Health officials urge education with measles outbreak in U.S.

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Swain County Health Department and Swain County Schools are among the agencies urging parents and guardians to understand measles since there is a national measles outbreak with cases in 23 states as of Monday— the largest since measles was declared eliminated in the United States in 2000.

Measles is a respiratory disease that spreads in the air by coughing and sneezing. It is a viral illness that generally begins with a high fever, fatigue, cough, congestion and then is followed by a flat, red rash that starts with the head and spreads to the body and arms and legs.

Measles can cause complications such as pneumonia and encephalitis and lead to death in some cases. Young children are particularly at risk. 

While no cases have been reported in North Carolina, there have been cases recorded in Tennessee, Georgia and Florida. The CDC reported 695 cases of measles in 22 states as of April 24. 

In the United States, measles is generally contracted by someone who is unvaccinated that travels outside the United States then returns with the virus and other unvaccinated people become exposed to the virus. 

While measles isn’t prevalent in the United States because the majority of the population is vaccinated, it’s still common in other parts of the world. The World Health Organization reported there were 367 measles deaths per day worldwide in 2015 or 134,200 that year.

This year, the higher number of cases in America are due to a few large outbreaks in Washington State and New York that began in late 2018. Once measles is introduced into a community that is unvaccinated it spreads quickly. 

“It’s always a concern if you have anyone that is unvaccinated; it can be transmitted more easily,” said Amber Frost, Swain County Health Department Clinical Services Director. “We do not have high numbers of unvaccinated persons like some areas in the country.”

Health officials say vaccination is the best prevention for measles. The measles-mumps-reubella (MMR) vaccine provides protection against all strains of measles and is given to children in 2 doses. The first does is at 12-15 months old and the second is at 4-6 years old. 

In North Carolina, state law (GS 130A-152) requires all children to be immunized with 2 doses of MMR vaccine unless they have a religious or medical exemption. 

In Swain County, there were less than 1.9 percent of kindergarten students who had not received the required immunizations by day 30, according to the 2018-2019 Kindergarten Immunization Statewide Report Summary.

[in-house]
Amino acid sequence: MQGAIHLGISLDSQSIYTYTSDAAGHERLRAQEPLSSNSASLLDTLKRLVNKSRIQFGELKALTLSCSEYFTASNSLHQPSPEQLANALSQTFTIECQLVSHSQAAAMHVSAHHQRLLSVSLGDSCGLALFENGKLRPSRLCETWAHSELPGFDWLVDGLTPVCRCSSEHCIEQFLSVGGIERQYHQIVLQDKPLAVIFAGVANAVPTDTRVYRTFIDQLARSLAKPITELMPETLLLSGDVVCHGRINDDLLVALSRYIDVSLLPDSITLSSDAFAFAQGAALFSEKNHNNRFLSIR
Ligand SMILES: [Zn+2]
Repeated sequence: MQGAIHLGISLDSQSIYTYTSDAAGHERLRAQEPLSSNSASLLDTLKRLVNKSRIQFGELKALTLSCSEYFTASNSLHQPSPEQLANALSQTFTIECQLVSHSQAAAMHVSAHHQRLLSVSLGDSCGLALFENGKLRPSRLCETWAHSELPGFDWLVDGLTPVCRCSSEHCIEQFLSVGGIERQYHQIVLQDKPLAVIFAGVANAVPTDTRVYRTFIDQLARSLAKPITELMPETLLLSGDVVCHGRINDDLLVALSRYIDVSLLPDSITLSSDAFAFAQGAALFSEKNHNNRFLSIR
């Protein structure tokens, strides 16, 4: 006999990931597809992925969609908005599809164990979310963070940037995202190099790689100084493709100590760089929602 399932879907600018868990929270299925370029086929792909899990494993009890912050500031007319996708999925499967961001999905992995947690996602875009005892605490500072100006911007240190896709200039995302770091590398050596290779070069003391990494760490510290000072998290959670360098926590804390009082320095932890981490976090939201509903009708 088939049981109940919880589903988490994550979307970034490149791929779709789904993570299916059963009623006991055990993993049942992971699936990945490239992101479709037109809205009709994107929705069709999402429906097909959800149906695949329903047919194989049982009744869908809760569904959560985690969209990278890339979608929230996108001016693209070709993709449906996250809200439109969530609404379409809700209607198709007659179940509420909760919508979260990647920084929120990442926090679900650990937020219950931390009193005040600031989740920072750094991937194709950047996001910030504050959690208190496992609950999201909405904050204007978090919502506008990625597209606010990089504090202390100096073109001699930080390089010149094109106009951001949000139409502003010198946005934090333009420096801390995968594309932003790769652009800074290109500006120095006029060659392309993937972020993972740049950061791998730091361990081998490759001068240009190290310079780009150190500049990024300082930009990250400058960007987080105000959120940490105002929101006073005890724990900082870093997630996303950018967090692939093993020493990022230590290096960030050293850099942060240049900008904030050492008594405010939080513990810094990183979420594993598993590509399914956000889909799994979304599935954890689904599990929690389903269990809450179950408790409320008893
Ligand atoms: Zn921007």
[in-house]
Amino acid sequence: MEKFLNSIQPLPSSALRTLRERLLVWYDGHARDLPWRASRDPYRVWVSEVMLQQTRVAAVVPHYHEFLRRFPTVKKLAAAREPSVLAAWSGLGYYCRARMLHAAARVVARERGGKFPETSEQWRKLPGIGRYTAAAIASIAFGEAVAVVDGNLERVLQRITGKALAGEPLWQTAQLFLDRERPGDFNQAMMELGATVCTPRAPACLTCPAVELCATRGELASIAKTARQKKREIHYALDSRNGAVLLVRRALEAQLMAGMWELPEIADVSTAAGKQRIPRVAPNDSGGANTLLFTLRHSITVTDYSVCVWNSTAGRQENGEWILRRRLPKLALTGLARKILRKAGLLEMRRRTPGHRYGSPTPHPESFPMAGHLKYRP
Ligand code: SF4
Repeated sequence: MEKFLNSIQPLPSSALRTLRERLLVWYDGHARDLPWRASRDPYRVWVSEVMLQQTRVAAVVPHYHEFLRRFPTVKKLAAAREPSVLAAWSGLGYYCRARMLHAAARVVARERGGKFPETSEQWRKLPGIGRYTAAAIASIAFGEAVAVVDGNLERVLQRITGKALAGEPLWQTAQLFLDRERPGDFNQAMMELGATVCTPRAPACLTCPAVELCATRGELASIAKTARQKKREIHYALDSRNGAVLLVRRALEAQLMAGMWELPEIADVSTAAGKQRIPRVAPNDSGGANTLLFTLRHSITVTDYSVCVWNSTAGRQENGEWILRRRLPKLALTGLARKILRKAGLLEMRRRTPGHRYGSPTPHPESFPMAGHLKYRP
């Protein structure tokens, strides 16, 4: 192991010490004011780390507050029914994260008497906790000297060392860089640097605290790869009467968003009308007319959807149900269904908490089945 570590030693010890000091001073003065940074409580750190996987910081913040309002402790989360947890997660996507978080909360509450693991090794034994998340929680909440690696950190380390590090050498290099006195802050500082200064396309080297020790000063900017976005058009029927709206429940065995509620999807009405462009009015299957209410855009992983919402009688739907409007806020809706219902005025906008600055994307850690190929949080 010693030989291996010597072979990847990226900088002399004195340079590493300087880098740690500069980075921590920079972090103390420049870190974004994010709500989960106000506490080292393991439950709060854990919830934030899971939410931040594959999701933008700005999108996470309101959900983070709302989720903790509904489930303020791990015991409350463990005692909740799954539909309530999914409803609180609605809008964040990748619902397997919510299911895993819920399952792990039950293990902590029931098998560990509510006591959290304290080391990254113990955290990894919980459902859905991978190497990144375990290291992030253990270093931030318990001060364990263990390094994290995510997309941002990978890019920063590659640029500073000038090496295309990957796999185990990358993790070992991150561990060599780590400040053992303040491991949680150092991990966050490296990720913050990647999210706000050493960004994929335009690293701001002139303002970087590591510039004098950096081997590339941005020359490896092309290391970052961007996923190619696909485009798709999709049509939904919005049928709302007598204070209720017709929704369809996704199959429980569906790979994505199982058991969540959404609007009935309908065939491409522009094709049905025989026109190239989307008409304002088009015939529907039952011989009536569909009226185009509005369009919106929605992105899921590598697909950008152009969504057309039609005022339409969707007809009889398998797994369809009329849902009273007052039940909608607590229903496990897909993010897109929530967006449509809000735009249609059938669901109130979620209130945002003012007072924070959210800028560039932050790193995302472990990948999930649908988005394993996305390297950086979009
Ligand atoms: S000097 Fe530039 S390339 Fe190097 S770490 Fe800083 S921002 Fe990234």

“Public Health actively monitors for cases of communicable diseases and takes steps to reduce the spread as indicated. If we were to have a case of measles in our area, some steps that may be taken include: isolation of those who are sick or exposed, increasing vaccination, and we may exclude children who are inadequately immunized from school and/or other activities,” said Frost. “We want to take action now that can aid in preventing an outbreak, and the best way to do that is to make sure that people are vaccinated.”

The vaccine is available at pediatric offices and at the health department to certain individuals. 

The World Health Organization reported there has been a 300% increase in the number of measles cases worldwide compared to the beginning of 2018. 

The CDC reports the rise is a part of a global trend seen over the past few years as other countries struggle with declining vaccination rates and may be exacerbating the situation in the U.S. 

“There are a lot of myths about vaccines—too many to cover—but vaccines are considered to be safe and effective and the best way to prevent the spread of communicable diseases,” Frost stressed.

One of the most common myths is that vaccines cause autism. Frost said several CDC studies have refuted that myth. 

Those who are traveling internationally to areas where measles is a concern, including adults, are urged to check that they are protected. 

If a person has had vaccines in North Carolina, there is a registry that the health department can access, Frost said, but they may have to request the information if it is out of state. 

“If there is no documentation it’s better to go ahead and get the vaccine in advance of traveling,” she said.

Smoky Mountain Times

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